On February 24th, 2001 the San Diego sports community lost a legend. Phil Collier was gone at the age of 75, after a long battle with cancer. He will always hold a special place in the hearts of San Diegans, as he was pivotal in establishing San Diego as a sports city.
The soft-spoken Texan was a true gentleman, and was widely known for the excellent relationship he had with his peers and the players themselves. In fact it is commonly known that Sandy Koufax told Phil Collier of his intent to retire before anyone else. The two were very close and had a special relationship, something you definitely don’t see in this day and age of the game.
He began his career in Baytown, Texas as a sports writer and journalist. It was there where he first developed his passion for sports, and more specifically, baseball. He first started writing professionally for the Fort Worth Star-Telegram before joining the San Diego Union in 1953.
The city of San Diego was much smaller back then and Collier was to cover the PCL Padres who played at Lane Field and Westgate Park. He also provided coverage of the two closest major league teams, the Los Angeles Dodgers and the Los Angeles Angels. It was then that Collier formed a relationship with Sandy Koufax which would lead to his biggest “scoop” of his respected career.
It’s not surprising that Koufax befriended Collier, as he was a very friendly and sincere man. There are tons of stories from players that state that Collier was nothing but respectful to them. He wrote what he felt, but he had no need to sling mud and provoke players in order to gain readers.
The man had an effect on many writers in the area. I asked the UT’s Nick Canepa to give me a little bit about Phil. He shared this with me. “It was the 1982 baseball season. I’m covering the Clippers. The Evening Tribune pulls me off to take a 10-day road trip with the Padres to Montreal, Philly, New York, and back to Montreal for the All-Star game. I travel to Montreal with Collier, who in-between many cocktails, regales me with stories for hours. He kind of takes this youngster under his wing.” The man was well-known in the sports industry, but never failed to take time to reach out to young members of the craft.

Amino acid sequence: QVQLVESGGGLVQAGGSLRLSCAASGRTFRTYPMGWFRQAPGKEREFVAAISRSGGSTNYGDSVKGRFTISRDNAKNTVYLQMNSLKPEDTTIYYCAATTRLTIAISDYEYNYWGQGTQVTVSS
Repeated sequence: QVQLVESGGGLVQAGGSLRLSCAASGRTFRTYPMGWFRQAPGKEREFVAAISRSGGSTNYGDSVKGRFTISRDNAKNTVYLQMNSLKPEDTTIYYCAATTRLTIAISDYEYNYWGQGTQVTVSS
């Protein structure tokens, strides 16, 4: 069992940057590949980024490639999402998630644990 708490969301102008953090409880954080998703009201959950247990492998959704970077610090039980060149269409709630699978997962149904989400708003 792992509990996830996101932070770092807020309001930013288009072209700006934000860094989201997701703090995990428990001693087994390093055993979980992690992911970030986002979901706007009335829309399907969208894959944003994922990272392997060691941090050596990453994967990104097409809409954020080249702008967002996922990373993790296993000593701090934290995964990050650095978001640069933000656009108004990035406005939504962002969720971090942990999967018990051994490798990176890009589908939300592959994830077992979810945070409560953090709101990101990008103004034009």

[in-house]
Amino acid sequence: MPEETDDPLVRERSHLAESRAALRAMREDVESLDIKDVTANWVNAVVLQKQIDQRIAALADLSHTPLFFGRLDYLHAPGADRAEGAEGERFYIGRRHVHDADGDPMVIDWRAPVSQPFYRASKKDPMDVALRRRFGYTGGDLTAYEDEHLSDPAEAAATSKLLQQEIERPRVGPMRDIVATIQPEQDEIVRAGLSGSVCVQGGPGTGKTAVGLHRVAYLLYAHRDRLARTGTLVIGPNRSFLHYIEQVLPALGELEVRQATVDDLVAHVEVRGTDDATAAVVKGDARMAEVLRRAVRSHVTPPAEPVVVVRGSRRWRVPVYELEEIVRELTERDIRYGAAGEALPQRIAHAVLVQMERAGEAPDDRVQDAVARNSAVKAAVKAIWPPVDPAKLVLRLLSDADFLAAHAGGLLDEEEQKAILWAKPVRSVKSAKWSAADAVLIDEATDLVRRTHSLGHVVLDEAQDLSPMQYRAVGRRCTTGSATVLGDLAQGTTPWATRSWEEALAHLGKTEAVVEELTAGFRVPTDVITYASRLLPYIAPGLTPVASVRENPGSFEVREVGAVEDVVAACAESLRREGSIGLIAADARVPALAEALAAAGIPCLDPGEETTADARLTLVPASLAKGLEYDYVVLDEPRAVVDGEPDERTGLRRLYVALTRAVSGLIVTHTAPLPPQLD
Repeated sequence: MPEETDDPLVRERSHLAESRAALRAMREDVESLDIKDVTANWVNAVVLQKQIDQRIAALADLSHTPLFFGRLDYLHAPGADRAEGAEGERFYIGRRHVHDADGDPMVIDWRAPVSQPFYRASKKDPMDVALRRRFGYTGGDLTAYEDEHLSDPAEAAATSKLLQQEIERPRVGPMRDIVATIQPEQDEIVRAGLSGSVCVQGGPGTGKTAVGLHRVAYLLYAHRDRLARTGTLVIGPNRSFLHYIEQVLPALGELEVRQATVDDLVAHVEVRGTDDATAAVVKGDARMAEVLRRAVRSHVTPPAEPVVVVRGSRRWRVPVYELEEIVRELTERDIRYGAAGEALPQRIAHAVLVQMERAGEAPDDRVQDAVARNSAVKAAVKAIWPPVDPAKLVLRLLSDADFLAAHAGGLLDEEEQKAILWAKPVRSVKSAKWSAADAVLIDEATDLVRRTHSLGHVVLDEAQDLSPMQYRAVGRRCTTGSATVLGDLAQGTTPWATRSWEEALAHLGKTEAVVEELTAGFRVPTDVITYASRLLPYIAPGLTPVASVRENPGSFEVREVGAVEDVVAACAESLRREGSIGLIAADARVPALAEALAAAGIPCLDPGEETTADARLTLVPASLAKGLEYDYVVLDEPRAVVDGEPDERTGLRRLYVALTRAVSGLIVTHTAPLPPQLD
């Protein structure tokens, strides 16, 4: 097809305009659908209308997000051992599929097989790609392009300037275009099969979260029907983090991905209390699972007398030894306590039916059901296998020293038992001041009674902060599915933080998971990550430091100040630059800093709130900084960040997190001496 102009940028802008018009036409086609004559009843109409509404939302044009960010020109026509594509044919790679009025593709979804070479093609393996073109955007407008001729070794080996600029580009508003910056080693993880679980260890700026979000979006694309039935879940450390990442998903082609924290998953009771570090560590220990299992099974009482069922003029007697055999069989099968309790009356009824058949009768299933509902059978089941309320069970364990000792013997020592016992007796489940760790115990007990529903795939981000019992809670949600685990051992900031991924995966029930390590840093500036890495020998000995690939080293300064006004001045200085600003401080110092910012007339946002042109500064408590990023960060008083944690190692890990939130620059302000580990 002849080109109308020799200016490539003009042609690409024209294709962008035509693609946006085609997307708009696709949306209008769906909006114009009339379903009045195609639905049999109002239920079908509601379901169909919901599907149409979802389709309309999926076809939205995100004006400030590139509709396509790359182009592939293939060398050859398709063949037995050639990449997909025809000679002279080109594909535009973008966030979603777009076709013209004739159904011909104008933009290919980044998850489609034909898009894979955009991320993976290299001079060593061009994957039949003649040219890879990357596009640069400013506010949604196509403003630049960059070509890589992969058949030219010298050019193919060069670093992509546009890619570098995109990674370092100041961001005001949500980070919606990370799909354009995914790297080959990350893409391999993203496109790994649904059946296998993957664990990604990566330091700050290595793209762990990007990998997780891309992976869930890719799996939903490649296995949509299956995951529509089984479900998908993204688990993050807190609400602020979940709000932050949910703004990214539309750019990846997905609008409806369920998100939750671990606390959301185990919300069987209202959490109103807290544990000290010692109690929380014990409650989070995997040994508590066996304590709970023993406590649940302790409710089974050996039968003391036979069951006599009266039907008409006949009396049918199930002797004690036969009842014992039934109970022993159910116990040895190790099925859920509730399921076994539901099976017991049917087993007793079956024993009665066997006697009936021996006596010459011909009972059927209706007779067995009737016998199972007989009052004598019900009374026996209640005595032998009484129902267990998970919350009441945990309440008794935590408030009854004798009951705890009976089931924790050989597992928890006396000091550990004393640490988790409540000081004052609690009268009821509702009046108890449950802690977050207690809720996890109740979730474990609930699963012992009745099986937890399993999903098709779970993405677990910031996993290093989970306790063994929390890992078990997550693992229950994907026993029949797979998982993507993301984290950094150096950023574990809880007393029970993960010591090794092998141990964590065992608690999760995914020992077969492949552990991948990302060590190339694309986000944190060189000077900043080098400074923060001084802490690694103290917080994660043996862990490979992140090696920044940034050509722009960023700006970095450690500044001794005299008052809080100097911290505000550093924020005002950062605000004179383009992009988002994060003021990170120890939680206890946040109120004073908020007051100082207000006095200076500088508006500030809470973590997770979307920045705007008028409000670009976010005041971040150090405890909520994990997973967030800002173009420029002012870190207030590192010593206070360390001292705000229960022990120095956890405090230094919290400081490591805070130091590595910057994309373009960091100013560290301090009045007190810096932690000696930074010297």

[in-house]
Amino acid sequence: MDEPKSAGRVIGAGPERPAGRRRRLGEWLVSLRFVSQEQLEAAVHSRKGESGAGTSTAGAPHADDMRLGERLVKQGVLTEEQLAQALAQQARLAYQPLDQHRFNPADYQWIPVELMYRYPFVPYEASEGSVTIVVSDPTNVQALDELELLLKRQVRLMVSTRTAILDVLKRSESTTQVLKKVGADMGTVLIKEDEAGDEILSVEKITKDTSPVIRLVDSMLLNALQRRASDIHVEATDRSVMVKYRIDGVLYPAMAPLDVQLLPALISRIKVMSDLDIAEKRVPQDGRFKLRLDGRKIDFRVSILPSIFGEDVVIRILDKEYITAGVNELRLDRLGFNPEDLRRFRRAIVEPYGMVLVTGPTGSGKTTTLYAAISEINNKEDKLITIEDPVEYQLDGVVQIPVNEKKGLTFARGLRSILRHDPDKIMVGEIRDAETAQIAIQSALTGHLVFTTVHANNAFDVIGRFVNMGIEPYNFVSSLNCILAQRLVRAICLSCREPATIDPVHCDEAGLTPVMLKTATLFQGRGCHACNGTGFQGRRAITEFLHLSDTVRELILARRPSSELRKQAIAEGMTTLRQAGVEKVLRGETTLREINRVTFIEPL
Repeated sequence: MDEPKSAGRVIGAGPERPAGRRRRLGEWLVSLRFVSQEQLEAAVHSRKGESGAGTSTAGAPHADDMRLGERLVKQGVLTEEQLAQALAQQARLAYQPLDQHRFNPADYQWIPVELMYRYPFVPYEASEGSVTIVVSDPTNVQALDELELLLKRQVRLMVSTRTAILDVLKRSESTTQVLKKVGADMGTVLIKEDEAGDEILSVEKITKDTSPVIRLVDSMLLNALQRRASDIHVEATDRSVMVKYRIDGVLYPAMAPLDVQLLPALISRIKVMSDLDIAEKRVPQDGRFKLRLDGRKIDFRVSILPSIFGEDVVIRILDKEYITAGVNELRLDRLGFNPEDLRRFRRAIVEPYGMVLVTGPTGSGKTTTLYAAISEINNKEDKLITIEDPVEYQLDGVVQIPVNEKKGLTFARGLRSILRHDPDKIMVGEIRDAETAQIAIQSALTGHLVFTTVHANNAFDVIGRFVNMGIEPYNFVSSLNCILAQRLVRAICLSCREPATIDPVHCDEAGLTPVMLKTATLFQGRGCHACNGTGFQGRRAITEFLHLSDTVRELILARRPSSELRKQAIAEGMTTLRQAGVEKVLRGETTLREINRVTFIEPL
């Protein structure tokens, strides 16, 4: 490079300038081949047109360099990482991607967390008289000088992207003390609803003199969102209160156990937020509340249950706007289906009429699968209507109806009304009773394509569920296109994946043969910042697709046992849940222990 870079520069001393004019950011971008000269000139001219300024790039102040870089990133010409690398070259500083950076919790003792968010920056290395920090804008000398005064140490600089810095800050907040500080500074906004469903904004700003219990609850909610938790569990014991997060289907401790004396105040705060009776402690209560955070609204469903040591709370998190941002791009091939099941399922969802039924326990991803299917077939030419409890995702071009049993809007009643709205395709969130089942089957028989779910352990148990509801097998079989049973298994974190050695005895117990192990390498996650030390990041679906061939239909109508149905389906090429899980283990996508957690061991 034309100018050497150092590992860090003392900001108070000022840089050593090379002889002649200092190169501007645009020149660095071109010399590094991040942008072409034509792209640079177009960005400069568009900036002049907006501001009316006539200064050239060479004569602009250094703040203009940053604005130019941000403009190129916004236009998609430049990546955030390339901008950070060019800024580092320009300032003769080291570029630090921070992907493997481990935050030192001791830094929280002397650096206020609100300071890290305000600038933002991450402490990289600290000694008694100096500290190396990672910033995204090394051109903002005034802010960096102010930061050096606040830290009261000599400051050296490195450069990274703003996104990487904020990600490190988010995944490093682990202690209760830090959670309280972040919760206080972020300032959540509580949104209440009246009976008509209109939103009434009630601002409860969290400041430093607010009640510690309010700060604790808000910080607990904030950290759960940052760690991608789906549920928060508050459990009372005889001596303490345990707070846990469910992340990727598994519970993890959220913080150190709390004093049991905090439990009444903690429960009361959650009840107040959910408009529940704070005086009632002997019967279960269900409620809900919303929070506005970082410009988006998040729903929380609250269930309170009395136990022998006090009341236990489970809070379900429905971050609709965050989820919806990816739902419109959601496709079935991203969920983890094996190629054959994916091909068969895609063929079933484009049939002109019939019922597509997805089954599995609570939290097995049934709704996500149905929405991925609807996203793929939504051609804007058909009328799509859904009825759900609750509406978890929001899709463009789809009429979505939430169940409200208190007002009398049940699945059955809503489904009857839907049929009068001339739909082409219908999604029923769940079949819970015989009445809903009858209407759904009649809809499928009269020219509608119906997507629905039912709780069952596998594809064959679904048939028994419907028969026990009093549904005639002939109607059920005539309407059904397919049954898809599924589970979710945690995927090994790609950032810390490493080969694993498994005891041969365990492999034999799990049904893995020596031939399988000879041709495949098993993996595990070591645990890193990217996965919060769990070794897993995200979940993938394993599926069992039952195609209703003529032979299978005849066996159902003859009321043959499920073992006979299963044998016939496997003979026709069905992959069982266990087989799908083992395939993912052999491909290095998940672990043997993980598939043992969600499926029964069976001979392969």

When MLB baseball was looking for new potential cities, Phil Collier, along with Jack Murphy, were key in the campaign to build the San Diego Stadium and attract a major league franchise to the city. After a few failed attempts, the city of San Diego was awarded a major league expansion team in 1969. Immediately Collier would become the Padres’ first beat writer, and he did that job well for the next 18 years. He would also serve as the official scorer for the San Diego Padres.
In 1991 he was awarded the J.G. Taylor Spink Award and inducted into the baseball Hall Of Fame under the writers section. A great honor for Collier and something he remained very humble about.
Tony Gwynn said this about the writer after his passing in 2001:
“Phil was an icon. When I first came up, he made things easier for me by being nice.”
That was a typical response from players, as Phil Collier was truly a class act. I as a child can remember being lucky enough to meet Phil Collier, Bob Chandler, Jerry Coleman, and Ted Leitner. It was the mid 80’s and I was a boy. All four were extremely nice, but Collier really stood out in my mind. My dad loved his work and to be honest, out of the four, I never had heard of him before.
Jerry Coleman was an icon already, while Leitner and Chandler were routinely visible on television covering the Padres. Phil Collier shook my father’s hand and had a nice conversation with him. He took his time to speak with me also, and asked if I played ball and what positions I played. He told me to drink my milk and take my vitamins. To look directly into a child’s eyes and speak to him like an equal had a profound effect on me. Even though in reality I did not know who he was, I understood my dad’s respect for him and that intrigued me.
We never met again, but I always had respect for him and frequently read his work. He, among others, were what inspired me to do what I do. It took me awhile to get to where I am, but I will always remember this man as he holds a special place in my heart even though we briefly met and it was 30 years ago. All sports personalities who started in this area should pay their respects to this man, as he deserves heavy praise for his work within America’s Finest City.